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Sehsucht Cheers Up T-Rex For Audi, Tops VFX/Animation Chart
Florian Zachau
A dinosaur’s rise from ridicule to life in the fast lane

In the automated driving arena, Audi has built its reputation through impressive demonstrations of its technology. In 2009, a driverless Audi TTS traced the famous four rings into the surface of a salt lake; one year later it mastered the legendary winding road at Pikes Peak. And in 2014, a piloted RS 7 Sportback pushed the limits of driving physics as it completed its laps on the Hockenheimring racetrack. 

Now, though, Audi has taken a strategic marketing detour to tout its piloted driving prowess as digital agency Razorfish Germany has gone from emphasizing technology and performance to a tongue-in-cheek mix of comedy and emotion embodied in the unlikely form of a Tyrannosaurus Rex, regarded as the fiercest, most dangerous dinosaur to ever walk the planet. 

But fast forward to today and because of its short arms, the T-Rex has become a laughing stock on social media as depicted in this video titled “#TheComeback” directed by Stephan Weaver of Stink in Berlin with visual effects/CGI animation from Sehsucht in Hamburg. Particularly damning to the dinosaur is an online post of him trying to make his bed—to no avail as his arms aren’t long enough to properly do the deed.

Reduced from king of the beasts on Earth to a running gag on the web, T-Rex becomes listless and despondent. He doesn’t even like to appear in public due to the laughter and derision he often encounters. T-Rex talks openly for the first time about how this humiliation has impacted him, resulting in a crippling identity crisis.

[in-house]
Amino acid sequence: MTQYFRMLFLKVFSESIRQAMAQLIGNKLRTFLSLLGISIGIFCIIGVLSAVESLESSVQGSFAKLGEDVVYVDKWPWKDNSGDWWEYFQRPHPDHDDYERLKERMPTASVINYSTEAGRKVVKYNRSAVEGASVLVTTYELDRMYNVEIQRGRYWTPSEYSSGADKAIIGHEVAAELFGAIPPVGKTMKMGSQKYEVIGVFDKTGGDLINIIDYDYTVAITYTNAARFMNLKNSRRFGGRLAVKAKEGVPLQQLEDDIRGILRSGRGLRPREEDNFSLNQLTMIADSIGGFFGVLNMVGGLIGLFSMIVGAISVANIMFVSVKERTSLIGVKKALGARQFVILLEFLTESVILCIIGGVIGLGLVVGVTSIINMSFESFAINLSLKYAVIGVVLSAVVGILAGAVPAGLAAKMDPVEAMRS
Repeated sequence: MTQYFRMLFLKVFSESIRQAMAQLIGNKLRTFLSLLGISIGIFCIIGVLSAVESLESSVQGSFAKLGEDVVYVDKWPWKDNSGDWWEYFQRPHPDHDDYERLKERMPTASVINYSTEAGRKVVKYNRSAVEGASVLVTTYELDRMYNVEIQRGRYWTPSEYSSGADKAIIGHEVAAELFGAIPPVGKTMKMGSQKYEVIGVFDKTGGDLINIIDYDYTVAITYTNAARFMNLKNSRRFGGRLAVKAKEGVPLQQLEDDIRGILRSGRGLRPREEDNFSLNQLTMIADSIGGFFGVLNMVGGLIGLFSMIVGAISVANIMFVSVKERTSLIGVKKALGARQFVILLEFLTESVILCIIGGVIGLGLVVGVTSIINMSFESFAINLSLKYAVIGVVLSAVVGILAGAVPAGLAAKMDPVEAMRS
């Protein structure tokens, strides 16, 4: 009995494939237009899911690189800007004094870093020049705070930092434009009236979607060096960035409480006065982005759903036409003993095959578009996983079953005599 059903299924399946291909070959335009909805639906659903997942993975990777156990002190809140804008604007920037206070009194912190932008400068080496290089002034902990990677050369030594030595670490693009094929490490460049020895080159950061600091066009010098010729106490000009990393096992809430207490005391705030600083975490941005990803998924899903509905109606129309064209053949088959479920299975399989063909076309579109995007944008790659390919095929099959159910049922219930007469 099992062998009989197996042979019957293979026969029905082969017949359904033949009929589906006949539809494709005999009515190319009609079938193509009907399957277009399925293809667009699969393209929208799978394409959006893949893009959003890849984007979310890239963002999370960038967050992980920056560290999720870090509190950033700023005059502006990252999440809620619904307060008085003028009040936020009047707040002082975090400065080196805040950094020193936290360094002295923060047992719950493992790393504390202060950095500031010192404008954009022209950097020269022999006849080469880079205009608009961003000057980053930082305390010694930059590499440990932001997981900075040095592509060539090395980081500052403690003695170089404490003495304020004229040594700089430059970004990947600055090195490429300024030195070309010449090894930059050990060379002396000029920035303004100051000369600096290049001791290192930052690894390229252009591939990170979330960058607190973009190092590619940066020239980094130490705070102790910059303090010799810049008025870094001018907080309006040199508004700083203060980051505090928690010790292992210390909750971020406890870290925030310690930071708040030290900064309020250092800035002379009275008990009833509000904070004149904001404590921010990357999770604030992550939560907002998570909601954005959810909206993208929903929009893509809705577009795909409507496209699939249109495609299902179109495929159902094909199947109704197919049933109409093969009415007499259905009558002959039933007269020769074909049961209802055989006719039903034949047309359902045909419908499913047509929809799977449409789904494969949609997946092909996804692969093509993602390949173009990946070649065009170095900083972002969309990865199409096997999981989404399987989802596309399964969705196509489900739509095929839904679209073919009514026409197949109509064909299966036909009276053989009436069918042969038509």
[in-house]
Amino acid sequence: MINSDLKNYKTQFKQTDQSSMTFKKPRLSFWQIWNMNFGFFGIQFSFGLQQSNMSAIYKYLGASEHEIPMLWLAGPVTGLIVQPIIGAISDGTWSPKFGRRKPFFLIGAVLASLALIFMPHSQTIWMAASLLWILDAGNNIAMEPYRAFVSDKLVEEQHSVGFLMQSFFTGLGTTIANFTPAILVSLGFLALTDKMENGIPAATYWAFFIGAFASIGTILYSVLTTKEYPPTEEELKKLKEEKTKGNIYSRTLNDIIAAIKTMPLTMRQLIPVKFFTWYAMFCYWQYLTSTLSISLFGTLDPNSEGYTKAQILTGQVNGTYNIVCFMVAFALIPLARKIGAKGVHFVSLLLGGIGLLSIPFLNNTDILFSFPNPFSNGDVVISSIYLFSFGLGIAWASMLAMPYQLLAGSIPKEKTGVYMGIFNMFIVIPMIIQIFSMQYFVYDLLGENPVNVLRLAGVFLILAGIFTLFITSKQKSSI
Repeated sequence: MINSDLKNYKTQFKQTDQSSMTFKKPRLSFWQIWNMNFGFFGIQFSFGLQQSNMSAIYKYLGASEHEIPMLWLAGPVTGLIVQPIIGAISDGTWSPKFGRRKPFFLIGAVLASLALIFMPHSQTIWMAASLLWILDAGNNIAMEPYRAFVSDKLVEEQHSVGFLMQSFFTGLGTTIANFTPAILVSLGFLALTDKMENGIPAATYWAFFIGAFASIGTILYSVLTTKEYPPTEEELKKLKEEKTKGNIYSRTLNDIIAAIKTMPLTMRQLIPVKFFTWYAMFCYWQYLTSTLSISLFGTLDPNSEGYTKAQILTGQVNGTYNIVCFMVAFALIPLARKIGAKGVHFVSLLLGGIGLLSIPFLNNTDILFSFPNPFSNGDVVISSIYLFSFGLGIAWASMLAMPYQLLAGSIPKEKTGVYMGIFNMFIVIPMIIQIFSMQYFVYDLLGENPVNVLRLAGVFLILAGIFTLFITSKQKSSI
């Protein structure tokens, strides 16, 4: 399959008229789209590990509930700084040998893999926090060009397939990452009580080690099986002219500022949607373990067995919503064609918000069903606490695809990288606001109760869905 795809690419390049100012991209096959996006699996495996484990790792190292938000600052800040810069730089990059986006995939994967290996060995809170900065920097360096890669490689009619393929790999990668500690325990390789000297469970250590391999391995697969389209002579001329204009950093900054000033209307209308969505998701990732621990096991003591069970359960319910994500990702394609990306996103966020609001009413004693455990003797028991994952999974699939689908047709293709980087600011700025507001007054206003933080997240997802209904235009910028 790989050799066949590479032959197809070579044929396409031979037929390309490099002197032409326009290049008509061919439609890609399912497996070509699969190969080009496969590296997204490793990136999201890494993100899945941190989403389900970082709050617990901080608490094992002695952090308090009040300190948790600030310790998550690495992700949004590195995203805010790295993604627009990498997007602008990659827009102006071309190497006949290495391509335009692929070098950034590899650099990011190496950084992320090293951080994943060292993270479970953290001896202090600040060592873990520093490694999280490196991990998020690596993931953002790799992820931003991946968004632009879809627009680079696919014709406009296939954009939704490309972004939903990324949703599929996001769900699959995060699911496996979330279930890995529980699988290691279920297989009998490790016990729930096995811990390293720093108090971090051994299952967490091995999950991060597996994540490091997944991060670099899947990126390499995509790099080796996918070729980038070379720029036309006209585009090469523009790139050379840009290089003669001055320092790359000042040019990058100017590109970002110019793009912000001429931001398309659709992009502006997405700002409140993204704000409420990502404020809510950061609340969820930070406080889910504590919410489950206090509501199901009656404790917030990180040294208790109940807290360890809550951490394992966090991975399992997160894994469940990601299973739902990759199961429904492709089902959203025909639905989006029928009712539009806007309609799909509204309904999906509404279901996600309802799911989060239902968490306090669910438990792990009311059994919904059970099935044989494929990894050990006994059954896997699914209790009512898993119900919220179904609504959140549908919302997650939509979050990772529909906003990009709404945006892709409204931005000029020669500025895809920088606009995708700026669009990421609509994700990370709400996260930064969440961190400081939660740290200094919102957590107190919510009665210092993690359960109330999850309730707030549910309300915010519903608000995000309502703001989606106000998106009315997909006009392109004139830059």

However all it takes for T-Rex to go from disconsolate to returning to life in the proverbial fast lane is the freedom of sporting about in an Audi with its new piloted driving system. 

“With ‘#TheComeback’ Audi has allowed us to create a work that not only picks up on a popular internet meme, but also adds a new dimension to it. This shows the brand’s great understanding and enthusiasm for social media”, said Sascha Martini, CEO of Razorfish Germany.

Emotional challenge
Sehsucht handled all visual effects on the film. Florian Zachau, head of VFX at Sehsucht, described the biggest challenge of the project in terms of the animation: “The biggest challenge was to make the dinosaur look depressed. A T-Rex is a rather stiff character and there is not a lot of variety on expression and gestures the animators could use in order to bring out the sadness. The interview-scene in particular what not easy. There is a very thin line between making it look natural rather than awkward. “

Noting that shifting from focusing on technology to “a completely different emotional side” with this campaign, Michael Finke, head of the international creative department at Audi AG, related, “With the T-Rex meme, Razorfish has found the perfect angle for this.”

“#TheComeback” film is running on Audi’s social platforms and is part of a viral campaign to introduce Audi’s latest piloted driving technology.
The Razorfish creative team included executive creative director Preethi Mariappan, creative director/copywriter Felix Stock, copywriters Anna Dressler and Fay Kornmeier, and strategy director Kathrin Dariz.